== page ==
written by: Kristina Dems•edited by: Rhonda Callow•updated: 6/10/2010
While Galen Rowell is not a trained photographer, this did not hamper his quest to document wildlife. Until his death in 2002, he wowed audiences with his photographs of landscapes, wild animals, and people. Learn more about Galen Rowell here.
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Galen Rowell is popular for his wildlife photography. His works appeared in publication such as National Geographic and Life magazines. He garnered numerous awards for his photographs covering various subjects like endangered species, exotic cultures, landscapes, and uncommon natural phenomena.
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Galen Rowell was never schooled as a photographer. His first love was the wilderness, as he was climbing mountains at the tender age of 10. He just took pictures of his wildlife explorations so he could share these and his stories with family members and friends. He went to Berkeley High School and University of California to take a degree in physics, but dropped out to continue climbing.
In 1972, he became a full-pledged photographer after leaving his fledging automotive firm. In just a year he had finished his first ever assignment, working on a cover story for the popular publication National Geographic.
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Galen Rowell introduced a unique style of photography in which he was not only an observer. He was part of the scenes being pictured. He preferred using Nikon cameras for their portability, allowing him to photograph even during steep climbs.
His love for climbing and exploring the wildlife took him to different places. He climbed various mountain peaks around the globe such as the Andes, the Karakoram Himalaya in Pakistan, Alaska, China, Tibet, Nepal, Greenland, and Sierra Nevada. He had also gone through numerous expeditions to Mount Everest while visiting countries like China, Nepal and Canada. Through his extensive trips, Galen Rowell was able to create 17 photo books.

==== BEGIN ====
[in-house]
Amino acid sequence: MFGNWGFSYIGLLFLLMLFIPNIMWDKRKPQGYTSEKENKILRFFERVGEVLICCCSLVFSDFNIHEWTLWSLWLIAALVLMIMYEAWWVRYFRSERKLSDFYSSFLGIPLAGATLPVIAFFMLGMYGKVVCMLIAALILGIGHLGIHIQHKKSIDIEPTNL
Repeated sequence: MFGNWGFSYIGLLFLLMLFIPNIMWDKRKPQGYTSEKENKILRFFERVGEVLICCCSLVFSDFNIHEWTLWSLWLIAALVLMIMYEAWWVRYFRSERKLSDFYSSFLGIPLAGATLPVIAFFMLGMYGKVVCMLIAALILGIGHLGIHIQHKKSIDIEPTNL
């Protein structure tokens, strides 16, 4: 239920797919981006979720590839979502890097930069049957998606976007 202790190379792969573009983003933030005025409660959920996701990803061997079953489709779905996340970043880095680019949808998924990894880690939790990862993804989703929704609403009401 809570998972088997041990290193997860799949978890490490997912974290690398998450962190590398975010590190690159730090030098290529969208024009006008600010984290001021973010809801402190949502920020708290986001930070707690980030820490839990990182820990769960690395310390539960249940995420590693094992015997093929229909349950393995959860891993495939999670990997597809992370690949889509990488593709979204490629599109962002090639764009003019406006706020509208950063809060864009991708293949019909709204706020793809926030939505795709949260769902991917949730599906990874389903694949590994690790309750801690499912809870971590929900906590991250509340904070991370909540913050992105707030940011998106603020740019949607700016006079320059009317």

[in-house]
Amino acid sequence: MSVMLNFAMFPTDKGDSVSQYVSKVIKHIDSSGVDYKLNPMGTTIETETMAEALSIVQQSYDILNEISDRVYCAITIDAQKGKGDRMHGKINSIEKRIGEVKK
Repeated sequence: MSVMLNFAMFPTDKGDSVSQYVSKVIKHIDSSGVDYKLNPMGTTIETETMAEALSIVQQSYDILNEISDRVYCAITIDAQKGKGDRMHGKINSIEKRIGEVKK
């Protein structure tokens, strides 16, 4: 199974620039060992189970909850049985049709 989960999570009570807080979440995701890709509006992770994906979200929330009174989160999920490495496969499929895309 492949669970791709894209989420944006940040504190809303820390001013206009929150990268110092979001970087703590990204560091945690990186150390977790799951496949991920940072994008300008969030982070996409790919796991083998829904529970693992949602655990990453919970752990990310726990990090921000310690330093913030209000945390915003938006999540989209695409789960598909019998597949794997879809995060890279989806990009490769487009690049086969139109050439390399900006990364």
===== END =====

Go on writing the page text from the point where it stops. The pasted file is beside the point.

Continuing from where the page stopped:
He was very much popular for being adventurous and innovative in taking his pictures, often taking advantage of optical phenomena outdoors. He called his landscape shots dynamic landscapes because of his skill to capture quick change in nature's condition and lighting occurrence at a perfect timing and at the best camera angle.
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Galen Rowell was usually accompanied by his wife, Barbara, during his travels. Barbara also photographed her adventures, photographs of which were used in various publications like the National Geographic. Barbara was also Rowell’s business partner and piloted planes that enabled him to take various aerial photos.
Rowell and his wife were killed tragically after their plane crashed in California on August 11, 2002. The couple had just come back from a tour of Chang Tang Plateau to visit the birthing area of a rare Tibetan antelope. This tragedy ended the life of one of the most innovative and adventurous photojournalists of the modern era.
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Galen Rowell took home many distinctions throughout his lifetime, particularly an award from the Sierra Club Ansel Adams for his work in capturing images of breathtaking, high and wild locales to millions of people in 1984. He was also awarded a posthumous recognition by the North American Nature Photography Association.